Isak Froumin, Ped.D., Professor, Director of Research and Development at the Education Institute, National Research University — Higher School of Economics, Moscow, Russian Federation. Email: ifroumin@hse.ru 

This is an analysis of excellence initiatives to boost the university sector implemented in the past fifteen years in different countries of the world. The authors describe the key features of such initiatives and the major factors of their success, which are: a) high proportion of talented professors and students in universities; b) abundant resources allowing for a diverse educational environment and for advanced research; c) effective management which encourages strategic planning, innovations and flexible approach and thus enables universities to make decisions and to allocate resources with no additional costs. The excellence “accelerators” are specified. The paper studies various options of excellence initiative development and implementation, pointing to pros and cons of each of them.

Using international experience and assessing the recent reforms in Russian tertiary education, the authors come to the conclusion that projects designed to make Russian universities more competitive should have the following objectives: active development of multidisciplinary centers of excellence and postgraduate programs in major universities; targeted funding to support promising young researchers; internationalization of education; reformation of the management system. The essential prerequisites for excellence initiatives should be consistent funding and an infrastructure comparable to that of globally competitive universities.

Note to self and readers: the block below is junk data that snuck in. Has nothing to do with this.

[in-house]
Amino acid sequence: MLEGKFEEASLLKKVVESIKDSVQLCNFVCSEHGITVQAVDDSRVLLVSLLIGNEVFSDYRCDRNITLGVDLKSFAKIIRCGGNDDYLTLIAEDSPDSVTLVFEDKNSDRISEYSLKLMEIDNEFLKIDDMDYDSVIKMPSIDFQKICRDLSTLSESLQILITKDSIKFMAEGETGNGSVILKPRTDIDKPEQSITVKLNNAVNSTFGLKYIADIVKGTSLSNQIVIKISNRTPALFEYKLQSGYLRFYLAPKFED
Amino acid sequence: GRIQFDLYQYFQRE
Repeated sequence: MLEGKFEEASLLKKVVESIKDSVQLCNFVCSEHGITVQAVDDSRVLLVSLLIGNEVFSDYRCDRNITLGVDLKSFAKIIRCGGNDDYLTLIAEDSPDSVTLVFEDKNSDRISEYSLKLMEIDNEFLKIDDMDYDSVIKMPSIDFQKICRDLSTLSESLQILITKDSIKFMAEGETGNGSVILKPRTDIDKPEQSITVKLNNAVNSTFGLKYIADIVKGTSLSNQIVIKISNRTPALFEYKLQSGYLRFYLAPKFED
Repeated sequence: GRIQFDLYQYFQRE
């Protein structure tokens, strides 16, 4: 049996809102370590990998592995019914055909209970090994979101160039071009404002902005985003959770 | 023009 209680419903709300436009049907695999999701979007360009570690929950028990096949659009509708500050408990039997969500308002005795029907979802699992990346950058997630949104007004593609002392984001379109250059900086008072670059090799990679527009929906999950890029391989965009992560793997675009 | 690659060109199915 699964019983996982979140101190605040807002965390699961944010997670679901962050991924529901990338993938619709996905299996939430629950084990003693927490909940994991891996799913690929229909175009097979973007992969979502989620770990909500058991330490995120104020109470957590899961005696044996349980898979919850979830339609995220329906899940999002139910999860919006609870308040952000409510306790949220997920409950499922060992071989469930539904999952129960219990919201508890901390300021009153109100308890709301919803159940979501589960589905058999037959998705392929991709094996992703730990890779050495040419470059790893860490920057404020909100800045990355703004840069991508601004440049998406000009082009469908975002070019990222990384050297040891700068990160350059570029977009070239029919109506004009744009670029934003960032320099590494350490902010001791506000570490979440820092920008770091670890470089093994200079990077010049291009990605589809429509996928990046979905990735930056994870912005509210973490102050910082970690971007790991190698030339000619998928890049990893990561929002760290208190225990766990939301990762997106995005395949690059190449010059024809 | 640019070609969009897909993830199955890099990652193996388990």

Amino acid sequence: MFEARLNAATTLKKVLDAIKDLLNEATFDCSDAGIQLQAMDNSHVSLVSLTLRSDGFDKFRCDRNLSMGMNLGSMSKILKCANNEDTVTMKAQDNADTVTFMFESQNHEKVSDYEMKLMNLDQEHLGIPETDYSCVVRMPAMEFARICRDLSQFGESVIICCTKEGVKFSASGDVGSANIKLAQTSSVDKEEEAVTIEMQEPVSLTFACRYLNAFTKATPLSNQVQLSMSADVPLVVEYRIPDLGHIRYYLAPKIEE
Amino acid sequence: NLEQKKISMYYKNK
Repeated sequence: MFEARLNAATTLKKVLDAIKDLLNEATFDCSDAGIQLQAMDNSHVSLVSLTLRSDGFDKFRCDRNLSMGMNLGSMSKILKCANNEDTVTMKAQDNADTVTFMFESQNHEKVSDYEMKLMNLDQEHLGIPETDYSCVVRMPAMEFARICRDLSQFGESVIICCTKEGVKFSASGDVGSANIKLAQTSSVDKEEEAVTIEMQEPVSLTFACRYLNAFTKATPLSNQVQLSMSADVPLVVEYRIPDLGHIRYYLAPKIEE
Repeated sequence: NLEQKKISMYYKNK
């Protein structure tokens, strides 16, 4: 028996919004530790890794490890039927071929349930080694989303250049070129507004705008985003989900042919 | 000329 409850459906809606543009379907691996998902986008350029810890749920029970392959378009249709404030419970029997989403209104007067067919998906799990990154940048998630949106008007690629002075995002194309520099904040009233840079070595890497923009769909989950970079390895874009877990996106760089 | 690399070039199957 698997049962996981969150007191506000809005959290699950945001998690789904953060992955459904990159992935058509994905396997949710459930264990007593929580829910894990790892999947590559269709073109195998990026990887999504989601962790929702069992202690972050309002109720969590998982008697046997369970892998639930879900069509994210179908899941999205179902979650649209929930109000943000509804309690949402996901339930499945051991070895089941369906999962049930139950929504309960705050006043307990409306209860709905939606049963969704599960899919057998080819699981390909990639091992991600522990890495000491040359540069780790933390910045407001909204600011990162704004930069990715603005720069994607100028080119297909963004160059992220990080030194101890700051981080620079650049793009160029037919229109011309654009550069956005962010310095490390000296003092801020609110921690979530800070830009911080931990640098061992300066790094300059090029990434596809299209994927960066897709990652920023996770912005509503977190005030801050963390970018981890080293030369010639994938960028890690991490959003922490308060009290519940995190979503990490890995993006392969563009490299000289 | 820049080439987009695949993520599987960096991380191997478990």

It is emphasized that excellence initiatives designed to support research universities still leave open the need for systemic reforms in education, which are supposed to enhance the effects of excellence initiatives. 

Theoretical and Applied Research

69–72

Katerina Polivanova, Psy.D., Professor in the Educational Program Department of the Institute for Educational Studies, National Research University — Higher School of Economics, Moscow, Russian Federation. Email: kpolivanova@mail.ru 

The author analyzes the idea of acquiring new knowledge proposed by James Paul Gee. She summarizes the fundamental principles, follows the logics of arguments, discusses the form of expression, and draws parallels between the points in the article and Russian studies focused on the phenomena of action, game, and self-assessment.